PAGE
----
Calm, standing tall and straight.
Only in anger do I speak.
Temper bends me as
Reeds before a gale.
In peace, I say nothing.
In war, I smile as I sing.

 

What am I?

 

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5.5/apple/26

For an interesting and more contemporary metaphor for worlds ending (paradigms shifting?), read Sherman Alexie’s “The Powwow at the End of the World” at the Poetry Foundation.

 

There was a Poetry for the End of the World Party in Ottawa this past winter. How awesome is that? Sadly we missed it (hopefully they’ll have another when the next apocalypse is announced) but you need to go visit the site to read about VERSe, the group that put it on, and to go read Ian Ferrier’s winning poem.

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Happy Maybe Bard’s Birthday

Sonnet 130

William Shakespeare

 

 

My mistress’ eyes are nothing like the sun;

Coral is far more red than her lips’ red;

If snow be white, why then her breasts are dun;

If hairs be wires, black wires grow on her head.

I have seen roses damasked, red and white,

But no such roses see I in her cheeks;

And in some perfumes is there more delight

Than in the breath that from my mistress reeks.

I love to hear her speak, yet well I know

That music hath a far more pleasing sound;

I grant I never saw a goddess go;

My mistress when she walks treads on the ground.

     And yet, by heaven, I think my love as rare

     As any she belied with false compare.

 

 

This is one of my favorite sonnets. I just like how the woman in question is made very human, and all the hyperbole saved for one final punch. It keeps it grounded, almost slightly mocking of love poems, until in the end it caves.

 

“…he is a kind of literary equivalent of an electron–forever there and not there.”*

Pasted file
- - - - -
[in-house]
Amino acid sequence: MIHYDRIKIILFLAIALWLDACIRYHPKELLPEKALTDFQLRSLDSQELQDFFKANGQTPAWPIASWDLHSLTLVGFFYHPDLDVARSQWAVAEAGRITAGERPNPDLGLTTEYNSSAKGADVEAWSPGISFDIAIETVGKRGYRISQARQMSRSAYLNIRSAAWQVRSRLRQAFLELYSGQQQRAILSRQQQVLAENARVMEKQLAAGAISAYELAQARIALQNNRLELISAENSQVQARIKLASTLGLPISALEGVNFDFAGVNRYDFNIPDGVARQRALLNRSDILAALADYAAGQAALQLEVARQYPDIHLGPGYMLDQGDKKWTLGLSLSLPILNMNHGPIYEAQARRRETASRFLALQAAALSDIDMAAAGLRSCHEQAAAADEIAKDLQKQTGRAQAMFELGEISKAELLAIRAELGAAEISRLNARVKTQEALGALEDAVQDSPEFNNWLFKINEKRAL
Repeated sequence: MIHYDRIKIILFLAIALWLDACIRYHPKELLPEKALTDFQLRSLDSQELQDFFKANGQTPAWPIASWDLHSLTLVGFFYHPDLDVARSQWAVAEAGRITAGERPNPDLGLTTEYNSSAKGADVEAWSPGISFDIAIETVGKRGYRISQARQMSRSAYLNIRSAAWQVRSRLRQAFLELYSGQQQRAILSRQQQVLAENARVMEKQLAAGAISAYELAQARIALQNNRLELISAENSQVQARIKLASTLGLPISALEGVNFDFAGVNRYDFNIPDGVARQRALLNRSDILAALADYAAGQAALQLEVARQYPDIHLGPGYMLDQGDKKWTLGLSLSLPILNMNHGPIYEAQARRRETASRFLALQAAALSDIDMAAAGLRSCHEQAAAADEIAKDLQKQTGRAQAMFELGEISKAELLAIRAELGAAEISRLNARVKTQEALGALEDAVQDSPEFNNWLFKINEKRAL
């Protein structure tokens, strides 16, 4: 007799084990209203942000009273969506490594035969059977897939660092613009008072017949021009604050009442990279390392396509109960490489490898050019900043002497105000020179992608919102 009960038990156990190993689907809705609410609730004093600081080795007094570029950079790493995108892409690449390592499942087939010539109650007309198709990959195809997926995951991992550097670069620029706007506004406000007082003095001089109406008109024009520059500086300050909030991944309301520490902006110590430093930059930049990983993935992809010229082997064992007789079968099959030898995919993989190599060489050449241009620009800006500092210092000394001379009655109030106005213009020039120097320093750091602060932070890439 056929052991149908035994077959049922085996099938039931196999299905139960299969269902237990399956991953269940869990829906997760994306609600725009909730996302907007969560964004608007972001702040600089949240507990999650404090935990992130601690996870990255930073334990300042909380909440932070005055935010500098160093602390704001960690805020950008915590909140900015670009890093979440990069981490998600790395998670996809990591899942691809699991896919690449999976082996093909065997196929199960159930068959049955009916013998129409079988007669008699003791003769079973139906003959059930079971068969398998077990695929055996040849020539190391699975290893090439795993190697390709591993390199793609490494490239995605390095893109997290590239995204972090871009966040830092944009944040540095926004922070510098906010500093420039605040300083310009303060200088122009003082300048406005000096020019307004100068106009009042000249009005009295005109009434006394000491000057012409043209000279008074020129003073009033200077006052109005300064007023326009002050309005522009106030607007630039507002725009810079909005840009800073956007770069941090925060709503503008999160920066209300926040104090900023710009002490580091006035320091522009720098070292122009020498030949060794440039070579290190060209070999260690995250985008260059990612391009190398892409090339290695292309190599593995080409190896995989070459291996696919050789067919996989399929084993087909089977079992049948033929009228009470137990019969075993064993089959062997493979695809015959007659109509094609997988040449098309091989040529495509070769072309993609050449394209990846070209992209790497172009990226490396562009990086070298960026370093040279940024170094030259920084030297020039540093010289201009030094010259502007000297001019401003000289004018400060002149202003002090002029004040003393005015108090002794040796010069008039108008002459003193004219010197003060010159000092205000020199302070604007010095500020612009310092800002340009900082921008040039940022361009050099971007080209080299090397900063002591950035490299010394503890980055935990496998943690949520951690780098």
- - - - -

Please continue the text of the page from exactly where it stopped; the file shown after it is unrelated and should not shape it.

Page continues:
A Charles Vess illustration of Shakespeare with Titania and Oberon looking over A Midsummer Night's Dream.

No one knows the exact date of Shakespeare’s birthday. He was baptized on April 26, 1564. He was probably born on the 24th or 25th. Tradition holds it to be April 23rd, because that was the day he died in 1616 and would have a wonderful sort of symmetry. But it would be highly unusual for a family to wait three days for a baptism, especially in a time of such high infant mortality.

 

We don’t know much about William Shakespeare’s life. He existed, married an older woman, had three kids, went to London, acted, wrote, went home a reasonably prosperous gentleman, and died.

 

This dearth of information has led to a lot of crazy conspiracy theories. (Yes, I did research them, and decide they were all B.S. In high school. Which is why their persistence drives me nuts. And when it comes up at work I can’t even engage in debate with people who espouse it. Here’s a great article about this phenomenon by the very charming Joe Nickell.

 

The thing is, he lived a long time ago. We’re lucky we have as many of his writings as we do, for this we owe his colleagues dear. Only one or two have been lost. Those of us English geeks are lucky there’s a grave to visit. 400 years may seem like nothing in human history, but think of the sheer number of people who have lived (and pushed and thrown out paper!) in that time. We know more about him than we do about any of the other major dramatists of his age.

 

As someone once pointed out his life is more of a mystery to us than a drama. But we gained some beautiful poetry and plays, and some words and phrases that still linger in the English language. To “vanish into thin air,” a “foregone conclusion,” to lose everything in “one fell swoop”

 

*Bryson, Bill. Shakespeare: The World as Stage. HarperCollins 2007. p 9

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National Poetry Month

Happy April, the cruelest month of diamonds and poetry. (And showers too, though we’ve yet to get any…)

Another villanelle of mine had made the rounds on dA, so it seemed that I might as well continue to be brave and post some things here for national poetry month.

Masquerade

Life is a masquerade.
You’re only safe when in disguise.
Remove your mask and be betrayed.

There’s every reason to be afraid—
A stranger’s frozen face, flashing eyes,
Life is a perilous masquerade.

A look sharp as a tempered blade.
Honeyed words—do not listen to their lies.
If you remove your mask you’ll be betrayed.

Dance, smile, and nod; a silent shade,
Hide deep your heart and beware of spies.
Life is a dance, a whirling masquerade.

Difficulty comes with your temper frayed—
Take courage, and let no one hear your cries.
Dare you remove your mask, risk being betrayed?

Discover who you are, before you fade.
But keep part of yourself secret, if you are wise.
Life is nothing but an unending masquerade
Remove your mask and be betrayed.